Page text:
I need a massage....

I ache.

My back aches.

My legs ache.

My hands - yes, my hands - ache.

I am so, so tired. Today, we were in the plot. All day. We (ok, the Builder) put up the frame. The Builder's Big Brother and I planted about 70 cauliflower. Then we planted almost 100 leeks.

The Builder sowed carrot seeds, parsnips and beetroot.

I transplanted many salad leave plants, spring onions, coriander and various seedlings.

Last week, we had major preparation for today. First, we rotivated the plot and this made it so much easier to prepare the soil for planting, and for sowing seed.

This is the plot being rotivated, and the Builder's hands appear very contemplative.

Having rotivated both plots, the potato plot was ploughed, and then we got a-planting.

It was a team effort. Notice me in my jacket and hood. The weather was SOOOOO cold. It's May. May!! It was about 6 degrees Celsius. There was also a 50mph wind. I tell you, it felt like November.

The Builder also added some shelves to my little greenhouse, and so I was able to put lots of my seedlings here. It looked FAB!

He does the nicest things for me.

And so to today....

First, he put up the frame. For us to grow veg, here on our island, we have to battle on a number of different fronts. The frame is a wind shelter; it keeps out the rabbits; it keeps out the wind (to some extent); and when we are done planting, it will have netting over the top to keep out the pesky butterflies. This means I will not have to go through every cabbage leaf in order to find and destroy caterpillars. I have done this in the past. It is NOT a nice job.

Did I mention that it's a wind-break? Just in case you hadn't picked up on that....

Below is the Builder and his Big Brother preparing for the planting today. My dear husband likes everything to be.....precise. No kidding. The cauliflowers we planted today are 600mm apart. Not 650mm. Not 700mm. They are 600mm apart. Every one of them. The rows are 700mm apart.

and the taut string makes sure I don't go askew. That would affect the growing of the cauliflower. They like it all to be neat. They have feelings, I'm told. I don't want to take any risks with my precious veg, so I do as I'm told.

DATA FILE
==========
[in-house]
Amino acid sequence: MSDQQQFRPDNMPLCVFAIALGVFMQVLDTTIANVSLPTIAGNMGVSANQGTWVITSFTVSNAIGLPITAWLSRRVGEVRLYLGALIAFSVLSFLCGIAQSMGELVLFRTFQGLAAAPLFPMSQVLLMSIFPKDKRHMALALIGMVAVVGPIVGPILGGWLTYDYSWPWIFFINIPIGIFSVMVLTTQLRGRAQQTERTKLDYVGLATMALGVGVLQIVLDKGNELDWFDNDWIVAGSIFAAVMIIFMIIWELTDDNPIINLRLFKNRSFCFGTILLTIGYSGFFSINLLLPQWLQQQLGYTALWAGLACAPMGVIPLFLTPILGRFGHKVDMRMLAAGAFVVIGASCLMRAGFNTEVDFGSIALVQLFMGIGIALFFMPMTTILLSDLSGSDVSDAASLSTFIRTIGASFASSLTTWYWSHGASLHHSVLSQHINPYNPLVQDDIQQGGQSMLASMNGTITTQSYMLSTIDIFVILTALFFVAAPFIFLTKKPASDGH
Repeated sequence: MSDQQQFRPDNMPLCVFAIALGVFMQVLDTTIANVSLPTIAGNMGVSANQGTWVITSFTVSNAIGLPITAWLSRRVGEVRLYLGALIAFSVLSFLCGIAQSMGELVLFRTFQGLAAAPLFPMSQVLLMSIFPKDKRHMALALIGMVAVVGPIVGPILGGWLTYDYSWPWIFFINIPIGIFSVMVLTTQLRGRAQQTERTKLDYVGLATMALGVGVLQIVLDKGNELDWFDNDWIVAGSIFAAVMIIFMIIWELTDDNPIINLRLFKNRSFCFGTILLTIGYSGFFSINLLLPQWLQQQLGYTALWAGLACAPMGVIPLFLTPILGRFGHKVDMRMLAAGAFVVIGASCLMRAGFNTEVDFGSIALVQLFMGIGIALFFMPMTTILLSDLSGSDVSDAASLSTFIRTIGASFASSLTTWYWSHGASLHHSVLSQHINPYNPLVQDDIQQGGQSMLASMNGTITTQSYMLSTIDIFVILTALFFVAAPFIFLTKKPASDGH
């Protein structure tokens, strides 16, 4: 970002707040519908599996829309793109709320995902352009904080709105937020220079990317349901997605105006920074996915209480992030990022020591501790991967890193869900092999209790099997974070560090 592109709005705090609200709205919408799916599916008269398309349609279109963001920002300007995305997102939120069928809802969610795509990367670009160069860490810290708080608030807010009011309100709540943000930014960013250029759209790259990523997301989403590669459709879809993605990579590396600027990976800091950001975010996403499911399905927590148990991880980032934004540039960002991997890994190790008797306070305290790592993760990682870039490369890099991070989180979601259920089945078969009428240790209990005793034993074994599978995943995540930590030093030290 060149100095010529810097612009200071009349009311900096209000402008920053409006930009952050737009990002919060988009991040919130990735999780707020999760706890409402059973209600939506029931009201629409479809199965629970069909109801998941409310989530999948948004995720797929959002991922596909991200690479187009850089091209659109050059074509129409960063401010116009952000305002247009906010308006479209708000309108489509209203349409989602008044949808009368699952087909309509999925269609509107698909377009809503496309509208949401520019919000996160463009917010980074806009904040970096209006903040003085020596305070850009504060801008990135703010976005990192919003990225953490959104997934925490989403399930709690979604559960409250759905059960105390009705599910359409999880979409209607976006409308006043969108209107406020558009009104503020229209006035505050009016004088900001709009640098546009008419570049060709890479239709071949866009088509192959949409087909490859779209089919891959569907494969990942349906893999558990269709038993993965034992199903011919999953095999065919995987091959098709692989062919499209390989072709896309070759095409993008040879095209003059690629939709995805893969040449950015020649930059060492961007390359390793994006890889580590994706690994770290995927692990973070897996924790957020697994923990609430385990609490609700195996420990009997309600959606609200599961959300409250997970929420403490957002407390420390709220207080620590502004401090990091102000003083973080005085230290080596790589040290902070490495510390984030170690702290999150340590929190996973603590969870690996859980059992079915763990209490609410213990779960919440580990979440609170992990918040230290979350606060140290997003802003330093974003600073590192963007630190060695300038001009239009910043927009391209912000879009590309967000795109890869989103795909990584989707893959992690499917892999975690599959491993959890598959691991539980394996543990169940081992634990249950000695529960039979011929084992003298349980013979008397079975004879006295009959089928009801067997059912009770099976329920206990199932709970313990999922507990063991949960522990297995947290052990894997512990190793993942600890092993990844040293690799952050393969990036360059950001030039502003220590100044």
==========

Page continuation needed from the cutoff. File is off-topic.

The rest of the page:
Here is the cauliflower planted, and we are just about to plant the leeks.

All in all it was a wonderful day.

But now I want to know if anyone knows a good masseur.

Where is that Builder when you need him??!


  1. Wow! I know I shall sound like an ignorant American young lady! ;) But what temperature in Farhenheit is 6 degrees Celsius? I forget the equation! Around our house, it got to 94 degrees F. a couple of weeks ago! We are right now, harvesting lettuce, spinach, radishes, and soon will be doing peas. Our potatoes, tomatoes, cucumbers, turnips, onions, squash, and melons are thriving, but not ready yet, of course. Have you ever made pickles? Last year I canned up 120 qt. jars of them! (And since there are 11 of us in our family, and my brother loved them, we finished the last jar in March! :) -Rachel

  2. I've just looked it up! 6 degrees C is about 43 degrees Farenheit. I told you it was cold!
    We had our first salad leaves the other day - but they were grown in the little greenhouse.....definitely not outside!
    Are the pickles pickled onions? or something else pickled?
    It all sounds wonderful anyway! Love, Anne x

  3. Thank you for your comments on my blog!

    Your garden looks great! It looks like you guys put a ton of work into getting it set up and planted. We also plant a big garden every year. I LOVE it! I always preserve a bunch of it to have throughout the year which is so nice. Harvesting time is SO busy and I get so exhausted as it seems that all I do is pick, wash, and preserve in one form or another. But it's so nice to be able to go to the can cellar or chest freezer in the depth of winter and pull out some organic, homegrown veggies!

  4. Wow! It was cold there! :) Pickles generally (at least in alot of the States) mean pickled cucumbers. We just slice up the cucumbers, or do them whole, and put them in a brine of vinegar, pickling salt, and dill seed. Yum! :)

  5. Look at that gorgeous dirt! Beautiful!
    Yes, it looks cold!! I can imagine that you are aching! What a delightfully enormous garden!
    I have happy memories planting a garden with my mom and family. I would love to one day be able to do it again with my kids :) I loved the pictures!
    Much love and God bless!

  6. Hello!

    How did you build your greenhouse? Also, is it portable?

    Thanks so much for visiting my blog. Momma and I made and canned rhubarb jam today. Do you grow rhubarb?

  7. Hi Anna,
    'we' (ie 'he'!) built the greenhouse with old windows he had - he'd been replacing the windows with new ones. He'd kept them (and some others) with this kind of thing in mind. I guess it would be portable - it's only sitting on pallets and there are posts at each corner placed well into the ground and nailed to the greenhouse. So I suppose if these posts were taken away, it'd be easily moved.
    As for rhubarb, we always grew it when I was growing up and the patch my mum had is what we still use each year (sis-in-law and hubbie now in that house). We always made jam and rhubarb tarts with it. I hope you enjoy your jam! Sounds lovely!


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